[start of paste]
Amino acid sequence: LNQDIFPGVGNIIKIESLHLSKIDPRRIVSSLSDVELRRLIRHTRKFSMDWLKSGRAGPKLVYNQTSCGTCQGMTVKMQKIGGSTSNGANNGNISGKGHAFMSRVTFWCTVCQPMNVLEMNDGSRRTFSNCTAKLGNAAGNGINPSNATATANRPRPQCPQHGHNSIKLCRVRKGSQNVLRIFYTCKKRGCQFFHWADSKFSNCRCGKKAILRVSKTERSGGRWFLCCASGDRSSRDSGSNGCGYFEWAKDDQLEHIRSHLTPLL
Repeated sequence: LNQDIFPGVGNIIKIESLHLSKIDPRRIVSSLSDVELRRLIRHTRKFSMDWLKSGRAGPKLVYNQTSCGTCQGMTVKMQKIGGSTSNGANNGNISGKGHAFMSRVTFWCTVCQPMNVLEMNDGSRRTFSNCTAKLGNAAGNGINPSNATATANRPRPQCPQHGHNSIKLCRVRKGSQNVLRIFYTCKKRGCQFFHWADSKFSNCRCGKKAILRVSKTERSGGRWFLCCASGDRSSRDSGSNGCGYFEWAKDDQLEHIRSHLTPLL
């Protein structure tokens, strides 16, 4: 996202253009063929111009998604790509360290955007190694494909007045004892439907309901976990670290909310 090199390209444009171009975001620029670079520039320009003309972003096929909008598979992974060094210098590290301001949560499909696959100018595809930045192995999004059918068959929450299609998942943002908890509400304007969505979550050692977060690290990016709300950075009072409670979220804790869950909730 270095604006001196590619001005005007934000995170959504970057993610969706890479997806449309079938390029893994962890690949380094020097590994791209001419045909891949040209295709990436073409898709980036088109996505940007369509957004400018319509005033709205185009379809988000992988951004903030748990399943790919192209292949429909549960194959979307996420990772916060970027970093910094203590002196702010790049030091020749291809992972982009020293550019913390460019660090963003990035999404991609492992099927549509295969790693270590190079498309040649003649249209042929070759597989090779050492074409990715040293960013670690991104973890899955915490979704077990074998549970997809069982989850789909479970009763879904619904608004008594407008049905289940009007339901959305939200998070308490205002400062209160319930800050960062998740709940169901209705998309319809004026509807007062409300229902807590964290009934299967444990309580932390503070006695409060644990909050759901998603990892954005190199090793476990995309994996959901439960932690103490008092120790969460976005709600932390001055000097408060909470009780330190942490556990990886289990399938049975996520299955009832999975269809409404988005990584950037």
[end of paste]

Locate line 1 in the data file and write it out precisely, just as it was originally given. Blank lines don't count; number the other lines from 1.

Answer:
Amino acid sequence: LNQDIFPGVGNIIKIESLHLSKIDPRRIVSSLSDVELRRLIRHTRKFSMDWLKSGRAGPKLVYNQTSCGTCQGMTVKMQKIGGSTSNGANNGNISGKGHAFMSRVTFWCTVCQPMNVLEMNDGSRRTFSNCTAKLGNAAGNGINPSNATATANRPRPQCPQHGHNSIKLCRVRKGSQNVLRIFYTCKKRGCQFFHWADSKFSNCRCGKKAILRVSKTERSGGRWFLCCASGDRSSRDSGSNGCGYFEWAKDDQLEHIRSHLTPLL